The poet Prior died this day in 1721.

September 19. SS. Januarius and Companions Martyrs.

St. Theodore Bishop and Confessor. SS. Peleus,
Patermutes, and Companions, Martyrs. St. Lucy
Virgin. St. Eustochius Bishop. St. Sequanus Abbot.

O rises at v. 48. and sets at vi. 12'.

Sol in Libra.-Rom. Cal. The Sun now enters the nominal Libra about the 23d of September, which corresponds pretty nearly to the time when the real stellification so called was in 6 with O. See p. 6. See also any account of the procession of the equinox in astronomical books. Libra is a very ancient sign, and seems to imply the balance of day and night at the autumnal equinox, as Virgil says :

Libra die Somnique pares ubi fecerat horas. This sign would equally apply to the vernal equinox, and some philosophers believe that at a very remote period it did belong to it, and that it became the autumnal by procession in course of time. —“Mr. Dupuis, in his learned memoir concerning the origin of the constellations, has assigned many plausible reasons to prove that Libra was formerly the sign of the vernal, and Aries of the autumnal equinox; that is, that since the origin of the actual astronomical system, the procession of the equinoxes has carried forward by seven signs the primitive order of the Zodiac. Now estimating the procession at about seventy years and a half to a degree, that is 2,115 years to each sign; and observing that Aries was in its fifteenth degree, 1,447 years before Christ, it follows, that the first degree of Libra could not have coincided with the vernal equinox more lately than 15,194 years before Christ; to which if you add 1790 years since Christ, it appears that 16,984 years have elapsed since the origin of the Zodiac. The vernal equinox coincided with the first

degree of Aries 2,504 years before Christ, and with the first degree of Taurus 4,619 years before Christ. Now it is to be observed, that the worship of the Bull is the principal article of the theological creed of the Aegyptians, Persians, and Japanese, from whence it clearly follows, that some general revolution took place among those nations at that time. The chronology of five or six thousand years in Genesis is little agreeable to this hypothesis ; but as the book of Genesis cannot claim to be considered as a history further back than Abraham, we are at liberty to make what arrangements we please in the time that preceded.”- Volney. We

e may refer the reader to Sir William Drummond's Oedipus Judaicus, 8vo, London. We must not, however, place too much confidence in the astronomical accounts of writers who wrote with a particular view to the overthrow of the old systems. Neither can we so hastily agree with M. Volney, that the book of Genesis is only a good history up to the time of Abraham ; but the observations we have recorded may, if not true, be easily refuted, and they certainly are curious and deserving of consideration.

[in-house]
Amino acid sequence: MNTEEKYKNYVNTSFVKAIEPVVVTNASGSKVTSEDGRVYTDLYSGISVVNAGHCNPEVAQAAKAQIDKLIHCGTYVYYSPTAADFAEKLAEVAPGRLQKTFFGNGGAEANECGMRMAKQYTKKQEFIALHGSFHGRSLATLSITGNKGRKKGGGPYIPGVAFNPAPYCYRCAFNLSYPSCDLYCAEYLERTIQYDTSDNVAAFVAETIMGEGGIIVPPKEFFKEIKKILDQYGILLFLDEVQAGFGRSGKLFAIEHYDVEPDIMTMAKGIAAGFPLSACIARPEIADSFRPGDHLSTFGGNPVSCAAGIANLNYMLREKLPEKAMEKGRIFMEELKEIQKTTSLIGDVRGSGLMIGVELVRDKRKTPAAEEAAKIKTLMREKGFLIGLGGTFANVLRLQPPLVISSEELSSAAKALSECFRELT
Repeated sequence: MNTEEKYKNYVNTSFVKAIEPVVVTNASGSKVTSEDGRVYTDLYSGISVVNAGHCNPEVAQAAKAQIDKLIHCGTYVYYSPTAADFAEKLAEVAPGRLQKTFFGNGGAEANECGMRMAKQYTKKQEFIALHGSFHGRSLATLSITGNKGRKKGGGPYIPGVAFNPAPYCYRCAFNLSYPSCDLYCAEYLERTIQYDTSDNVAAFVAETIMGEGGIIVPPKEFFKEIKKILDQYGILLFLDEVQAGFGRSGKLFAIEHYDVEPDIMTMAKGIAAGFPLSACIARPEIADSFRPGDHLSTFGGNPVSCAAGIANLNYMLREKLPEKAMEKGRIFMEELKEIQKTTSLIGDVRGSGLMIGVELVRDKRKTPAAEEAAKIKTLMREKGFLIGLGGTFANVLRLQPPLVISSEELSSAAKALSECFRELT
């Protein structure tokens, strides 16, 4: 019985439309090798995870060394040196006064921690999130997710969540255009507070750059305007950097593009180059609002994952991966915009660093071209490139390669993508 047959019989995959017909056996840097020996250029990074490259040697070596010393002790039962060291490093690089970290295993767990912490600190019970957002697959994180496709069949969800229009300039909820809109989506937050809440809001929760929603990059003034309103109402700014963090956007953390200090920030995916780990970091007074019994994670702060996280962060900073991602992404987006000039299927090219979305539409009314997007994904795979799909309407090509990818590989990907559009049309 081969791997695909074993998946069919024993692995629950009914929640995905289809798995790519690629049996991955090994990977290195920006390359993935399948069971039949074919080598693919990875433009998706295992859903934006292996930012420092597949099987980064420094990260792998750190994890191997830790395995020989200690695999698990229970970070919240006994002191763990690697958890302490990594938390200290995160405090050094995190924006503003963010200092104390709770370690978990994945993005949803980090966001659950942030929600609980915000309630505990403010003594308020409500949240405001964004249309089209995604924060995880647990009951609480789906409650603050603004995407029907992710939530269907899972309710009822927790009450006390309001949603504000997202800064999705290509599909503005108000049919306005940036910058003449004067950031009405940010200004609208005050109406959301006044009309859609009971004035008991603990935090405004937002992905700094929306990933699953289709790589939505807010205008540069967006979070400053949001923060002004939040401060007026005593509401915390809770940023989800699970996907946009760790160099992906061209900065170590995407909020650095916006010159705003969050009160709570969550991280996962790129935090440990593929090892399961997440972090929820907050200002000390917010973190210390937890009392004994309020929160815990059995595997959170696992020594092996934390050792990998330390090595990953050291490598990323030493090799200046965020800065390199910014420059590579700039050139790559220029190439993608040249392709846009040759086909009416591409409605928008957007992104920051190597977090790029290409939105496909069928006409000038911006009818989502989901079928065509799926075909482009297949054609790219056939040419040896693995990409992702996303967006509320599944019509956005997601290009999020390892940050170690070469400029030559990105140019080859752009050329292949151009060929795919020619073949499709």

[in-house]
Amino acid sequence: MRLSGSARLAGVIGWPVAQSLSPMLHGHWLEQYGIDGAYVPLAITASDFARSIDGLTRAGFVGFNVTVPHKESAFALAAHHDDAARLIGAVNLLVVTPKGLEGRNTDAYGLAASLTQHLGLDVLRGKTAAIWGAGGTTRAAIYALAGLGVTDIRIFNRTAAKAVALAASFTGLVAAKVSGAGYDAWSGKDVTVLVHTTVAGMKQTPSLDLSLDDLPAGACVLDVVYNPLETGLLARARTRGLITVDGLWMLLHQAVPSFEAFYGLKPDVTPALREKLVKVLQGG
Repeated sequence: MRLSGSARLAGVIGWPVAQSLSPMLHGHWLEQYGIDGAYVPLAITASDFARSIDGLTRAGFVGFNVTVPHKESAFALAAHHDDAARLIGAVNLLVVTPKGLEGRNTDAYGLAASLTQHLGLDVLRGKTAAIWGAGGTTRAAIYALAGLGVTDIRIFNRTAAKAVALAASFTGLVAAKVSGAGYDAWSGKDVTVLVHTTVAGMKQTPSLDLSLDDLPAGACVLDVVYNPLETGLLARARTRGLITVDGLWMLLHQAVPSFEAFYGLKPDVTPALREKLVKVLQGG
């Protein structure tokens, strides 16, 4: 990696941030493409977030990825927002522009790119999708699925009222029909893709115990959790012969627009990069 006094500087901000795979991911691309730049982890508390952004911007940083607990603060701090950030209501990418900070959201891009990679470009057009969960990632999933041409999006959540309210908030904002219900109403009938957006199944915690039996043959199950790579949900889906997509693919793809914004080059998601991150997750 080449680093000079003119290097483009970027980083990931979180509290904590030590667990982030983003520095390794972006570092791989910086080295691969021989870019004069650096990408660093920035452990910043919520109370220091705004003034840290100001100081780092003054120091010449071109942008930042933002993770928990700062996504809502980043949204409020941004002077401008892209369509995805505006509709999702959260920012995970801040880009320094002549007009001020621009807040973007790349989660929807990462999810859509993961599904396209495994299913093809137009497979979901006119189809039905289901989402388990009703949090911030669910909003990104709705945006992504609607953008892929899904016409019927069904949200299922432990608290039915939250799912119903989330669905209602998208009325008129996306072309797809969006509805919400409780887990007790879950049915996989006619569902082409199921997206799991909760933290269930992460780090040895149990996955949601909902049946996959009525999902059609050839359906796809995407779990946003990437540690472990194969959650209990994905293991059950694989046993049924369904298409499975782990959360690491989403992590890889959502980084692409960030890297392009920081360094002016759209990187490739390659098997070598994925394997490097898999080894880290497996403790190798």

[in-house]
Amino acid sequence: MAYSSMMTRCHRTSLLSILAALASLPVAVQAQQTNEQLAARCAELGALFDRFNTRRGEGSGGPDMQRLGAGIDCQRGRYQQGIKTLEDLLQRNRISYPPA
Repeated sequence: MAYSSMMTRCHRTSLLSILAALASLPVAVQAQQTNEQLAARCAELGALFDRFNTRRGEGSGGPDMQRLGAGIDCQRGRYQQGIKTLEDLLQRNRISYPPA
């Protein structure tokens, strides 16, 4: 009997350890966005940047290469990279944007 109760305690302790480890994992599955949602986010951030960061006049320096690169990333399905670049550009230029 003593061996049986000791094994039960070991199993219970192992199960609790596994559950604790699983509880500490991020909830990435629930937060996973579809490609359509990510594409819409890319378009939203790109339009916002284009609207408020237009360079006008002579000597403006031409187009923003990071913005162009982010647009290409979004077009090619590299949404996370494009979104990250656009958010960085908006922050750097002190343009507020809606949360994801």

ÚRANIA.- On the Harvest Moon and the Hunter's Moon.The nearest Moonto the autumnal equinox is called the Harvest Moon: it rises nearer to the same each succeeding night at this time of year, than it does at any other: it has received its cognomen in autumn only, on account probably of its use to the farmers, when pressed for time with the ingathering of the harvest. The cause of this phenomenon is the Moon's being in the signs X and r at the time of the full, which she is in this and the succeeding month. The October Moon is called the Hunter's Moon. It is well known that the signs * and or rise making the smallest, and - and m rise making the greatest angle with the horizon; and vice versâ with respect to setting. Now the Moon, whose orbit is nearly parallel to the ecliptic, is the full in * and r in September and October, consequently, rising in those months, she makes the least angle with the horizon, and therefore rises nearer the same time every evening.

In northern latitudes, the autumnal full Moons are in Pisces and Aries; and the vernal full Moons in Virgo and Libra: in southern latitudes just the reverse, because the seasons are contrary. But Virgo and Libra rise at as small angles with the horizon in southern latitudes, as Pisces and Aries do in the northern; and therefore the Harvest Moons are just as regular on one side of the Equator as on the other.

On the parallel of London as much of the ecliptic rises about Pisces and Aries in two hours as the Moon goes through in six days; and therefore, whilst the Moon is in

these signs, she differs but two hours in rising, for six days together; that is, about 20 minutes later every day or night than on the preceding, at a mean rate. But in fourteen days afterwards, the Moon comes to Virgo and Libra, which are the opposite signs to Pisces and Aries; and then she differs almost four times as much in rising ; namely, one hour and about fifteen minutes later every day or night than the former, whilst she is in these signs. The annexed Table shows the daily mean difference of the Moon's rising and setting on the parallel of London for 28 days, in which time the Moon finishes her period round the ecliptic, and gets nine degrees into the same sign from the beginning of which she set out. So it appears by the Table, that when the Moon is in me and she rises an hour and a quarter later every day than she rose on the former; and differs only 28, 24, 20, 18, or 17 minutes in setting. But, when she comes to * and p, she is only 20 or 17 minutes later in rising, and an hour and a quarter later in setting.